Author: Jim Ober Photos: Trackside Photo
Backstory: It was 1994, and the drivers of the stadium trucks of the Mickey Thompson Gran Prix gathered for an official photo. From left to right the drivers captured in the historic moment were: Jimmie Johnson, the youngest of the bunch at just 19, and in his first full year as a Chevrolet factory driver. Johnson soon moved onward and upward to the ranks of NASCAR, winning the Sprint Cup Series five times. Ric Miller, past director of operations for MTEG, said of Jimmy, “He was always so helpful, exuberant, wanting to help out anywhere he could to make the series a success.” Rob MacCachren drove for Ford as part of the Rough Riders team. It was also his first season driving the stadium trucks, and he went on to win the Thunder Truck championship the following year as part of the revamped MTEG series just before it folded in 1996. Walker Evans, already a legend by the time this photo was taken, won numerous class championships as well as the 1979 Baja 1000 in a Dodge truck, the marque he still campaigned in the MTEG series. He won the MTEG series in 1991 to go along with five SCORE class championships over his winning career. Ivan Stewart was arguably the most aggressive and winningest driver on the circuit. He was a three-time series champion, in ’83, ’84 and ’90, and was on Cal Wells’ PPI Toyota race team. The technology Toyota brought to the series, including on-board racecar diagnostics, revolutionized the sport. The other half of this formidable team was Rod Millen, who was the only three-in-a-row winner of the series (’92, ’93, ’94). He drove his first year for Glen Harris’ Mazda team in 1992, and then for Toyota the next two years. Millen astounded the crowds with his rally driving style, learned on the forest tracks of England and North America where he won the North American Rally Championship a number of times prior to coming to Mickey’s stadium series. Roger Mears Sr. and Jr. were the only father-son team in the series, and a formidable one-two punch when it came to on-track race strategy. Senior had won the series in 1985, and both father and son drove for the Nissan factory team. Danny Thompson was founder Mickey Thompson’s son, and together with MacCachren, made up the Ford team. Thompson had won the stadium truck event at the L.A. Coliseum two years prior. Jimmy Nichols was a privateer with his own entry for the season. Scottish-born Jeff Ward was Walker Evans’ teammate on the Dodge factory effort. He had enjoyed a stellar career in AMA motocross and Supercross racing, where he won every championship the series offered, and was just getting his feet wet on four wheels. Ricky Johnson was also a former AMA star where he won seven national championships in heated battles against Ward, and was out to prove his worth in the stadium trucks. Ricky drove with Jimmy Johnson for Chevrolet.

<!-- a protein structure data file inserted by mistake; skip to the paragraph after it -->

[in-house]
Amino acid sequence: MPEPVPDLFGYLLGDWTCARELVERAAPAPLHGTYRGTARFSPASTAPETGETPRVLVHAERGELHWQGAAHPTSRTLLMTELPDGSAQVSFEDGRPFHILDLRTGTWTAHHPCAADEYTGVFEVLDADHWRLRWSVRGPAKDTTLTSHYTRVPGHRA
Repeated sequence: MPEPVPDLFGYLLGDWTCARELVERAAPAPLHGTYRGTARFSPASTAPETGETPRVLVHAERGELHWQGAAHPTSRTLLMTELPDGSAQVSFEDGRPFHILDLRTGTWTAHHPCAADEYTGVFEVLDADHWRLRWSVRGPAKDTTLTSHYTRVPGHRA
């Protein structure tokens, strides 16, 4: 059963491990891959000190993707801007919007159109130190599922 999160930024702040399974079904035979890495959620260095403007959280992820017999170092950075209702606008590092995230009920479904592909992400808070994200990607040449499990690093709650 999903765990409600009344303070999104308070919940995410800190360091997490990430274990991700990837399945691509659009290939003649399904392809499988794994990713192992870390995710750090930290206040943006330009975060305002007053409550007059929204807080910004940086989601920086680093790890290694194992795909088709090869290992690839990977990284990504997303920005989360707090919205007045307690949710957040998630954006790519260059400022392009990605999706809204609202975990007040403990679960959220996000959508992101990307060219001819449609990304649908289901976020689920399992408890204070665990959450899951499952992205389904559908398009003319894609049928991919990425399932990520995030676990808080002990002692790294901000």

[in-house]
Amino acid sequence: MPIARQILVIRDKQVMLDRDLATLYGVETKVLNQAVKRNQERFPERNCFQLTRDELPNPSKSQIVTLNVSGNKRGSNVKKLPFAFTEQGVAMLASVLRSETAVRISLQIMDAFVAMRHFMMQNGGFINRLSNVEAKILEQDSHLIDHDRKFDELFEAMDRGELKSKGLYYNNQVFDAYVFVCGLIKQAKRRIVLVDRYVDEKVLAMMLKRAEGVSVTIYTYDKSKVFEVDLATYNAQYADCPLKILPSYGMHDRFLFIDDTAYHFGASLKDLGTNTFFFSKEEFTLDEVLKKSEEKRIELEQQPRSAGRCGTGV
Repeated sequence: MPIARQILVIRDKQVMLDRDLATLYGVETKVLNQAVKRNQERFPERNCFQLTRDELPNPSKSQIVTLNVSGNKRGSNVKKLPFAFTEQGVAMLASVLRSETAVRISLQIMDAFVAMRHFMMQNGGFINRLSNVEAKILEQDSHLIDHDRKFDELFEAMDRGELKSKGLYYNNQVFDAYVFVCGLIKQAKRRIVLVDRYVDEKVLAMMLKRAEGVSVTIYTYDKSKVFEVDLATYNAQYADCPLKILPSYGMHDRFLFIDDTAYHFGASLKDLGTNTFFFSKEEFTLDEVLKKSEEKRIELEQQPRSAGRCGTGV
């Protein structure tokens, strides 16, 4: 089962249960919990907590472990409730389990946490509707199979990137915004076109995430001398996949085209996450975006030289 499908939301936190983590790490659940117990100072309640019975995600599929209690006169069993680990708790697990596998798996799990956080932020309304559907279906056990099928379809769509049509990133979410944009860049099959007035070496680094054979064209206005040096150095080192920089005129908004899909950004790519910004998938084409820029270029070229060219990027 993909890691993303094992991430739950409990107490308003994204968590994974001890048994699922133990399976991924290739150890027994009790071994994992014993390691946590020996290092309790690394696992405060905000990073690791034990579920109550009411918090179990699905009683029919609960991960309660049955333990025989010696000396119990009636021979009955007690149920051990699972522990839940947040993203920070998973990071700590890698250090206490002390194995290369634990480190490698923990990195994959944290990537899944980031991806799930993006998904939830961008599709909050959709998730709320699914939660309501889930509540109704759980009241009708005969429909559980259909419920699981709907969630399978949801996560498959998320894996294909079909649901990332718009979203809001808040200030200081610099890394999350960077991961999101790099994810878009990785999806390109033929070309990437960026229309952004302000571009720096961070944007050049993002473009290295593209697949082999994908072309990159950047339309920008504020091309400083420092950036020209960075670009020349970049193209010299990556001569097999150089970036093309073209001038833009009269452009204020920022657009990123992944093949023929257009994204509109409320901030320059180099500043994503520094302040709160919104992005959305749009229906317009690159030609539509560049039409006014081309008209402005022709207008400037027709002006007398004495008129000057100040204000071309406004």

Epilogue: Danny Thompson took over as boss of the MTEG series in 1995, but a series of mishaps (including the 1995 earthquake that collapsed the scoreboard in Anaheim Stadium) as well as torrential rains in 1996, combined with falling attendance and weak sponsorship signaled the end of the series.
Nineteen years later, stadium racing has been resurrected by Robby Gordon, a former competitor on the Toyota Team with Ivan Stewart. The Stadium Super Trucks series is here, and Robby has announced an ambitious schedule for this year, with 10 domestic events and one international contest to be run.
Ivan Stewart and Walker Evans are all but retired now, but both have been inducted into the Off-Road Motorsports Hall of Fame.
Vaya con Dios from the staff of Dirt Sports.